Internet of Things and your Healthcare?

The Implications Of The Internet Of Things For Healthcare

What the Internet of Things mean for you.

By: Jung-Yung Jonathan Chang,

Along with the advanced development within modern technology, the Internet of Things (IoT) is one of the media’s most popular concept when it comes to the exciting opportunities for the future. Healthcare in specific will be revolutionized through the amount of possible applications IoT will bring about. Over the course of this article, I would like to discuss the fundamental concept of IoT and then utilizing a framework designed by McKinsey to see analyze how applications are currently affecting healthcare. I will then touch on my specific thoughts when it comes to shifts in the healthcare space for the future. Finally, I will discuss the barriers facing the industry and steps that could be taken to overcome them – thus, resulting in the maximization of welfare for individuals on a global scale.

The Internet of Things is a fairly general term, however has been acknowledged as a network of devices. Embedded with sensors, devices can effectively communicate and leverage data acquired by other devices. Each individual computer or person made up a network which became the current internet as we know. Essentially, the Internet of Things is similar by through the interaction of multiple objects that have electronic capabilities. Thus, a good comparison to understand the potential growth opportunities would be to compare Earth before the development of our modern internet with an Earth as we know it now. Not only was there no source of sharing information or collaborating on worldwide projects, but there was no social media or easy methodology for sending complicated information.

Technology analysts have been so excited with the Internet of Things because of the rate at which the industry has been developing. In 2003, there were approximately 0.5 billion devices in the market. However, this is expected to grow to 50.1 billion devices in 2020 representing approximately a 10,000% growth or 30% CAGR. With more data touch points, objects or “things” will be able to more easily leverage an ever-growing resource for artificial intelligence and predictive algorithms which can dramatically increase convenience for the average citizen.

McKinsey & Company took a look into technology companies who had utilized IoT and had effectively managed to reach the forefront of the adoption phase. McKinsey developed a framework that summarized the distinct types of applications that were emerging within the market. It split applications into two broad categories of information and analysis, and automation and control. In summary, these six metrics with three in each category allowed for improved analytics and optimization of business processes. In information and analysis, the framework broke it down to three sub-segments of tracking behavior, enhanced situational awareness, and sensor-driven analytics. Automation and control was split into process optimization, optimized resource consumption, and complex autonomous systems. The diagram below further explains each of these categories and sub-segments along with examples of real-life applications related to it.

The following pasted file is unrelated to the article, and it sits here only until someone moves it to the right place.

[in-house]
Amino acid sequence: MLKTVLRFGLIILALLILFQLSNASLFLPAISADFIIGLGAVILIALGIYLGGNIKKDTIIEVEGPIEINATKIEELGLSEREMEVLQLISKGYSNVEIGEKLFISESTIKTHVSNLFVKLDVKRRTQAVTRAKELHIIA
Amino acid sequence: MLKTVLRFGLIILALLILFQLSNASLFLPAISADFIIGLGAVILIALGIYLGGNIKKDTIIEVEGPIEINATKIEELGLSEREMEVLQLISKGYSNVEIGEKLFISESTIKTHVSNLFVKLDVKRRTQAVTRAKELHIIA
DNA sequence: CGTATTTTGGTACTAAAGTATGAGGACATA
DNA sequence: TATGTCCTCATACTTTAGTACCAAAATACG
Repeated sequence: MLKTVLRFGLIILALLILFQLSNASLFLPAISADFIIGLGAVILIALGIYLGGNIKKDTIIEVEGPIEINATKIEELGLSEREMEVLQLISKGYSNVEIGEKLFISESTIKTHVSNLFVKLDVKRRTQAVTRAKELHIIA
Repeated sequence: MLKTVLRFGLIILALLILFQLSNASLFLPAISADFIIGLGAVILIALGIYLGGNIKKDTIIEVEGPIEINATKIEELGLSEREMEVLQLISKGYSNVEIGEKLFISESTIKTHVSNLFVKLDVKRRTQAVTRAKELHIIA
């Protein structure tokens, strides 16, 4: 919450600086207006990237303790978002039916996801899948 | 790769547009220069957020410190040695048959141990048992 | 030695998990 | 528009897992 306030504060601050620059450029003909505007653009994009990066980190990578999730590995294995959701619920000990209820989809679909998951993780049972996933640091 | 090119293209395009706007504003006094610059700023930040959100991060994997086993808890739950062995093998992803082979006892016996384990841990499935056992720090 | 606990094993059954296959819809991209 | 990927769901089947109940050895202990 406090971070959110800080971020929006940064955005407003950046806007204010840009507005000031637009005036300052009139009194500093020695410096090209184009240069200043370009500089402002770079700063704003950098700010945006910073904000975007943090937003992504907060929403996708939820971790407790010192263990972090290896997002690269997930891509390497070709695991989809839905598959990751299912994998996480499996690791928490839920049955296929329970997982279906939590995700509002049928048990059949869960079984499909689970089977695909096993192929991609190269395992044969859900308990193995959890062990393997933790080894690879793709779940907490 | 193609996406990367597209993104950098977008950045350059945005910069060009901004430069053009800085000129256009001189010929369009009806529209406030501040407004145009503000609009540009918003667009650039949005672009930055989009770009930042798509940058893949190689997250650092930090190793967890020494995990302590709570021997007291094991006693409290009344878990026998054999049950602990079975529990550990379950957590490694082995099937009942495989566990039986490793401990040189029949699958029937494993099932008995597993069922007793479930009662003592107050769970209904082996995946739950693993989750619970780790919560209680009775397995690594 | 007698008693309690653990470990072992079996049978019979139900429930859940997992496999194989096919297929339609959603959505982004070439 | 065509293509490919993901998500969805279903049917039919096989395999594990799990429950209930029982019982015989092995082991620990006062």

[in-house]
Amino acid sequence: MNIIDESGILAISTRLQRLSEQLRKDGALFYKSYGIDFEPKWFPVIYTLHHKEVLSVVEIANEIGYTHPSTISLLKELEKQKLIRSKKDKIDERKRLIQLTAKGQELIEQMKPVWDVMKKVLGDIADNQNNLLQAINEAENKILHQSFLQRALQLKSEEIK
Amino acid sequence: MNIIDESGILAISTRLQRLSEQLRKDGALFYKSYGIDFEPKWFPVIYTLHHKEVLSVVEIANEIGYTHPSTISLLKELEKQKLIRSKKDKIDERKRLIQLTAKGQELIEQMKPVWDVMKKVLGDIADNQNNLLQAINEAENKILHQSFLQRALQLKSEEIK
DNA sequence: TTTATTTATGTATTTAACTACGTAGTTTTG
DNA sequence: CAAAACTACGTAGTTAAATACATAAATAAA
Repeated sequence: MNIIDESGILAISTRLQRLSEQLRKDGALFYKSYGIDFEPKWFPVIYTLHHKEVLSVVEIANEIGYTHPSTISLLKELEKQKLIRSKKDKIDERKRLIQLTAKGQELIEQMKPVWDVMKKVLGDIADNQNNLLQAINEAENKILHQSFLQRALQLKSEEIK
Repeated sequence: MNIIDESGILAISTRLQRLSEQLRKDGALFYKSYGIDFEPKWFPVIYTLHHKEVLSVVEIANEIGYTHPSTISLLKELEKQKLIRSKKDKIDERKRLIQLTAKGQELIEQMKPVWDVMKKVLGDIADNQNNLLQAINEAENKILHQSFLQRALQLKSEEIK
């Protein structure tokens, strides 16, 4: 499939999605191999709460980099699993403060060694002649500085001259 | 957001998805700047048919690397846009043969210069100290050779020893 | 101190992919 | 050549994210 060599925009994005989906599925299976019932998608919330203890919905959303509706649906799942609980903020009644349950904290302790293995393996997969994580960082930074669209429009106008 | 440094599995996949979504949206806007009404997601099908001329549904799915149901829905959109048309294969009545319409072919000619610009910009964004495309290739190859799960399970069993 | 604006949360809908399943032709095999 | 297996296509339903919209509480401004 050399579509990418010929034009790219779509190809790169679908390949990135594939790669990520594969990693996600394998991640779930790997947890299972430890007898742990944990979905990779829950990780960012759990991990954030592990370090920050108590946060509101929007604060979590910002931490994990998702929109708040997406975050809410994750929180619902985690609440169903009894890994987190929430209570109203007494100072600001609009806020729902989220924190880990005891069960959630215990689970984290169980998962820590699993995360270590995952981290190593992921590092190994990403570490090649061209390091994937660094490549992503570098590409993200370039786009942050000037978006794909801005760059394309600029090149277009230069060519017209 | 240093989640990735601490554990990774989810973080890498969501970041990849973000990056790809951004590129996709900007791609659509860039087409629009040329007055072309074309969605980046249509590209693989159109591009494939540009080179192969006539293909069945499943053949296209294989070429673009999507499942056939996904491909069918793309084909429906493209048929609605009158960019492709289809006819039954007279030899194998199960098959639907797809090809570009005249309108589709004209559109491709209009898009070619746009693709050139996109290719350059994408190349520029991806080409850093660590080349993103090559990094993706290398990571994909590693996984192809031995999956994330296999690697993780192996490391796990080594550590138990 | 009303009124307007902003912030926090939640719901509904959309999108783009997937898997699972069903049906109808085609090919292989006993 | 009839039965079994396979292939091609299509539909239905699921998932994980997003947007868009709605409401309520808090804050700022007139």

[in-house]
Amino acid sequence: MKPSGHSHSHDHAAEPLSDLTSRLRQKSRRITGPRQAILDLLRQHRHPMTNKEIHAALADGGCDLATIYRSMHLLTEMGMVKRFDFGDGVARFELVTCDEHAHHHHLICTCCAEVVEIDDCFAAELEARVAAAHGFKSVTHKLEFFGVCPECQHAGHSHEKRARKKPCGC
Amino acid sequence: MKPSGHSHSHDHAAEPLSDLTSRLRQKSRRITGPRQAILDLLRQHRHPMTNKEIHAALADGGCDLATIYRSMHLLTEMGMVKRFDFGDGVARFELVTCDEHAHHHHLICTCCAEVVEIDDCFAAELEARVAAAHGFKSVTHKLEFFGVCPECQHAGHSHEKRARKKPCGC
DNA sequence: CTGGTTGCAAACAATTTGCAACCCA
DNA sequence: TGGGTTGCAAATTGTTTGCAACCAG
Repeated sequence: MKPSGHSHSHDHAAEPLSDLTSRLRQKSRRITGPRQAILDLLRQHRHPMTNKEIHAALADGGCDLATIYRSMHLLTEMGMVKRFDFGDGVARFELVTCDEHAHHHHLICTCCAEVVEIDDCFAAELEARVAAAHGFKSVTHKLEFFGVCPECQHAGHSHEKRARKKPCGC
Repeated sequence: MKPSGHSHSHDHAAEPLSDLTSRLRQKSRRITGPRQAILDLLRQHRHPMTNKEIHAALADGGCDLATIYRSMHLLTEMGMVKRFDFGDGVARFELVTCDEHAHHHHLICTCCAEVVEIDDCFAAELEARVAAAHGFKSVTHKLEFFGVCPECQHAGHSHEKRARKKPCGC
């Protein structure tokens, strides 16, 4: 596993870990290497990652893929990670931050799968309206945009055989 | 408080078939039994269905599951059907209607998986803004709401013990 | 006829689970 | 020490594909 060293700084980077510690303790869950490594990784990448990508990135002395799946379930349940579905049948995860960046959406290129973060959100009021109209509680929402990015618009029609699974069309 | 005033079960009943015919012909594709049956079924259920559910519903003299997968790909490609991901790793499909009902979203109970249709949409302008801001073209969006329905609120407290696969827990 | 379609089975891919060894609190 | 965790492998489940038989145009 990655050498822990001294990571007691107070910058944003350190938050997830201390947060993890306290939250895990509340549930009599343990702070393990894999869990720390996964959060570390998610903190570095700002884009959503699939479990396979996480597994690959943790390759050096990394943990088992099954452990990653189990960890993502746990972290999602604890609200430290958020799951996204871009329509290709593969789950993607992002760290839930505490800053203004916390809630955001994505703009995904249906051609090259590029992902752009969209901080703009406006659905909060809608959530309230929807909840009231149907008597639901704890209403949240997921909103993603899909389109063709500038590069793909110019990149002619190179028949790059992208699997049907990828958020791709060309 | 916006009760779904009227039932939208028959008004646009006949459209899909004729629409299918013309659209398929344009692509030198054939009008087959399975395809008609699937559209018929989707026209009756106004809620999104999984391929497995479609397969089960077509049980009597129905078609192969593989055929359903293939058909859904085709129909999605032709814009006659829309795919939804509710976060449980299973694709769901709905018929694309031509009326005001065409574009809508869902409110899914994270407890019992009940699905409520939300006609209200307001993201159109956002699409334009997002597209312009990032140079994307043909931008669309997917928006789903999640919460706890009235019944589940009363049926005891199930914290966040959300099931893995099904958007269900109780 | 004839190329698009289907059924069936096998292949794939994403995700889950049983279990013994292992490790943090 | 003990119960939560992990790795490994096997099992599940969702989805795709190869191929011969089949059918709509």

The framework can easily be used to analyze recent developments which have occurred in the healthcare industry. Such trends relate to how Internet of Things and advanced technology have begun to instigate tremendous innovation opportunities.

Tracking Behavior: First of all, one prominent development has been the increased use of wearable technology. Features with wearables has enabled users to reach data touch-points on personal health from an individual’s heart rate to how many calories they burned in their last workout. As a new found data source, wearables will allow individuals to push the boundaries of possibility.

Enhanced Situational Awareness: A paper by the University of Sydney suggests utilizing the data for the benefit of public health. Although there may be fundamental issues with maintaining user security, the medical industry is unique in that data can still be useful if it were to be anonymized. Extrapolating from their thesis, data being used to improve personal diagnosis decisions are certainly in reach.

Sensor-Driven Analytics: Microsoft (NASDAQ:MSFT) has created their own program to help the implementation of IoT on healthcare called Azure IoT. By using predictive maintenance and real-time monitoring, it suggests the improvement of patient care, chronic disease management, hospital administration, and supply chain efficiencies. On another note, sensor-driven analytics will help to change how prescriptions are given out for the better; increased sensor capabilities means more accurate diagnosis processes for patients.

Process Optimization: In terms of optimization, Forbes highlighted its thoughts on reducing device downtown through remote monitoring and support. It went further to explain the proactive fulfillment of replenishing supplies similar to developments initially seen in the Smart Fridges. With a more efficient management of data, hospitals will be able to improve productivity through initiatives such as effectively scheduling patients. For instance, when comparing how two MRI systems interact and how often they were being used at two different hospitals, the ability to access an MRI may mean the difference between life and death for a patient. Often there is one MRI that may be overused compared to the other. IoT could effectively determine the better timing or scheduling so that more patients can be reached.